Aug 17

Hatch – The Chile Capital of the World

I arrived in Texas about 3 years ago just at the tail end of August, and every grocery store seemed to be filled with piles and piles of large green chiles called Hatch. Being a long time chile connoisseur, I felt I had a gap in my knowledge at never having heard of this variety. Apart from me, no one else seemed to be amazed by the sheer abundance of green chiles, spilling out everywhere. There were fresh hot and mild varieties, tinned ones, jars of Hatch salsa, Hatch tortilla chips, Hatch cheese and many other products, as well as some roasting outsides of stores. The whole town seemed to smell of Hatch chiles.

Hatch Chiles

Hatch Chiles

The reason of the ‘glut’ of chiles, is that August is the start of the chile harvest in New Mexico, with the little town of Hatch being at the epicentre of it all. Hatch is self-proclaimed as the ‘chile capital of the world’ and on Labour Day each year they hold a Chile Festival to celebrate the year’s harvest. Though any chile produced in the Hatch/Mesilla valley, can be know as a Hatch chile, the 4 main varieties that people associate as being Hatch Chiles are NM64 (Mild), Big Jim (Medium), Sandia (Hot) and Lumbre (Extra Hot) with Big Jim holding the Guinness World Record for the largest pepper variety.

Hatch Chiles

Hatch Chiles

The reason that chiles are grown commercially at all in New Mexico is down to Fabian Garcia, a horticulturist who in 1907 starting to develop the New Mexico chile and ultimately from his research have come a number of cultivars such as Big Jim, and the more commonly known Anahiem chile. Today his work is continued by the New Mexico State University Chile Pepper Institute.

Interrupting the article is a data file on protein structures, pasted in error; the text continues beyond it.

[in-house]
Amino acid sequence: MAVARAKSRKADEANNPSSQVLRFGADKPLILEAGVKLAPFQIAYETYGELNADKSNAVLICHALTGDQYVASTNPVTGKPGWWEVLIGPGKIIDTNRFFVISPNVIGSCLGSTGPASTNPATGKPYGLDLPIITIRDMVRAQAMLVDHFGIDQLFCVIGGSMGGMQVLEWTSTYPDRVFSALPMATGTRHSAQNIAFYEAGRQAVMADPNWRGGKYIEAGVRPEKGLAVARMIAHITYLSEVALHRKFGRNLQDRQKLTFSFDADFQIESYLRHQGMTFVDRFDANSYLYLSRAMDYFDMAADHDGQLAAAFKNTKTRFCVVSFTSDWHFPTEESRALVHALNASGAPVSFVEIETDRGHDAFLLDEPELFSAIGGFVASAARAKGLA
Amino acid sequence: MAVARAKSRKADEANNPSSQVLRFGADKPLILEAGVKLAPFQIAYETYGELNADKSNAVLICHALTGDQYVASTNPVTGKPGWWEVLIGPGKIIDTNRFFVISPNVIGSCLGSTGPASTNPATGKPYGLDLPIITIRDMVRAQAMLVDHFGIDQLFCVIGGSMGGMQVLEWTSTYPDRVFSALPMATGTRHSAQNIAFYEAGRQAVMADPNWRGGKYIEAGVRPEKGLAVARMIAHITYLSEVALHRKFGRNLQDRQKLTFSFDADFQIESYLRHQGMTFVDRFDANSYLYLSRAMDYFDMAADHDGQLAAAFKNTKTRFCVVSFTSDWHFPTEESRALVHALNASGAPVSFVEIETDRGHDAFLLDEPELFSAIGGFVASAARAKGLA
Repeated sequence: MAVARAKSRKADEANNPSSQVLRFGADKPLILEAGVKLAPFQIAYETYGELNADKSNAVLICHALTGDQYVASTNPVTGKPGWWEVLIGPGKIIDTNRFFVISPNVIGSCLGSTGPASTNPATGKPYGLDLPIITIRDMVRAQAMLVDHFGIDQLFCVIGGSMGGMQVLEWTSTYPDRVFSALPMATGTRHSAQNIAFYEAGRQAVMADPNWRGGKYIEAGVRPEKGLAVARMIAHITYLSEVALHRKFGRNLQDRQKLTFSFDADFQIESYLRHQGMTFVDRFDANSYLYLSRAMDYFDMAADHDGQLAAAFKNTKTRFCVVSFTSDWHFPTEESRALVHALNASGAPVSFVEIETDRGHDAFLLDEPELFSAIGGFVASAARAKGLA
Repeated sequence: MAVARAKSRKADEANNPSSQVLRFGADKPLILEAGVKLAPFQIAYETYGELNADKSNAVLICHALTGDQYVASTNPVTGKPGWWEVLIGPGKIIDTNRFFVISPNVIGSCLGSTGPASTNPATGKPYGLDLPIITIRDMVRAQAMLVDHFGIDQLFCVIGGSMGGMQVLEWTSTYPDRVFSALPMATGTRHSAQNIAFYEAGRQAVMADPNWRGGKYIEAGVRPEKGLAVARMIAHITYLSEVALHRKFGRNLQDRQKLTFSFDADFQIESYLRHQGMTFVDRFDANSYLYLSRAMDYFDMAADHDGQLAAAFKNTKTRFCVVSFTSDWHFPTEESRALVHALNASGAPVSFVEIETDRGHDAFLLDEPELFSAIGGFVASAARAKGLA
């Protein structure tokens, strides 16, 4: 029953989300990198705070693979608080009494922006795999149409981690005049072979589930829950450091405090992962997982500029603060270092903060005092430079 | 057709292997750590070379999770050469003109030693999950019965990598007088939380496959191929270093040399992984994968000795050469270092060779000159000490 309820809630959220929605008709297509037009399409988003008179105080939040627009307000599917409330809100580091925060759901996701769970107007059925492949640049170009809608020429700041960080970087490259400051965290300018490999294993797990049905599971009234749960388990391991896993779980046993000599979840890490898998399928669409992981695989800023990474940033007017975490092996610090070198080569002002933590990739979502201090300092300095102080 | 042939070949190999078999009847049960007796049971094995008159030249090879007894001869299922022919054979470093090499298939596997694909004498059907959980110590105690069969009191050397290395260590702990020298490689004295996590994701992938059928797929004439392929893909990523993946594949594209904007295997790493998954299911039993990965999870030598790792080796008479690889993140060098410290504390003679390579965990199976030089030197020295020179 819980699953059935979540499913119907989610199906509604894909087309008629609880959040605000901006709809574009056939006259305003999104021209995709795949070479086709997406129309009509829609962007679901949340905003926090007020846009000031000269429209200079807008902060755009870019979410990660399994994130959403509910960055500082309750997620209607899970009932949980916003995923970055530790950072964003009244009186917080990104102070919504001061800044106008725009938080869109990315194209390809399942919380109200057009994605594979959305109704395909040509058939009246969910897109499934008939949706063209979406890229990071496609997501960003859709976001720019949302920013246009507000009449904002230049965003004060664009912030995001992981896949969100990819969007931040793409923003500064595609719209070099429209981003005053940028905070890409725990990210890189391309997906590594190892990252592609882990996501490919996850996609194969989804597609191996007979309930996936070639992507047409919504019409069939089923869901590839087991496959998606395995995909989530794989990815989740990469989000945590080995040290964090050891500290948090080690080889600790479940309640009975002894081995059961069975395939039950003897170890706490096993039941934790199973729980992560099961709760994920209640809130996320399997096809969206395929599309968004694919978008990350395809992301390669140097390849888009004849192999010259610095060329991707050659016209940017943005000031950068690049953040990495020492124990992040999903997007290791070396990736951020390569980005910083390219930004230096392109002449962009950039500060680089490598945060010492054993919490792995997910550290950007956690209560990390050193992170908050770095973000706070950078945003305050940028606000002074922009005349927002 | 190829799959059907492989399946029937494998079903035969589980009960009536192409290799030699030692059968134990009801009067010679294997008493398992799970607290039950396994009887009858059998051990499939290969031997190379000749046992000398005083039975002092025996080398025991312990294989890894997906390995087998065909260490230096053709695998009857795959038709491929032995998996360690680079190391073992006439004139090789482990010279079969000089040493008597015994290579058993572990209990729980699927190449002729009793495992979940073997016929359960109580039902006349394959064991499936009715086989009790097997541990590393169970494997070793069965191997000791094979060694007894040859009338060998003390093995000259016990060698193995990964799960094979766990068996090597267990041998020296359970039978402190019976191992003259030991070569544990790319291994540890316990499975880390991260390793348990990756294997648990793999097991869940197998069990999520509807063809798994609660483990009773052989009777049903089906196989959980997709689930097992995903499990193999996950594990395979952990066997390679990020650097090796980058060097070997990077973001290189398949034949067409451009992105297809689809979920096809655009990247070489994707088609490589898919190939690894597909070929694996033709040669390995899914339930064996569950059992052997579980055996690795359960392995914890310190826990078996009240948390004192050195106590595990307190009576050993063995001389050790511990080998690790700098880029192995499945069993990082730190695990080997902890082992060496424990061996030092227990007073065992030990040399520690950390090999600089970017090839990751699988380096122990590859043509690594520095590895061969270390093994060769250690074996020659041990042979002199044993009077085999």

Gillys Chile - Hatch, New Mexico

Gillys Chile – Hatch, New Mexico

Hatch Chile Ristra

Hatch Chile Ristra

On a road trip through New Mexico last year, I had to stop off in Hatch, which is half way between Las Cruces and Truth or Consequences on the I-25. As a chilehead I had to visit the world chile capital. Though it was towards the end of the season, there were still plenty of chiles growing in the fields and we stopped off at Gilly’s Hatch Valley Chile Company at the edge of town to buy some Ristras (large strings of dried chiles) which swung around hanging in the back of the car for the rest of our trip.

Hatch is well worth the visit if you love chiles, especially near Labour Day. One question you will be asked a lot in New Mexico restaurants is ‘Red or Green?’ when ordering food as to the type of chile you want. The other option is ‘Christmas’, which refers to a chile that is part green and part red. The answer should always be ‘green and hot’.

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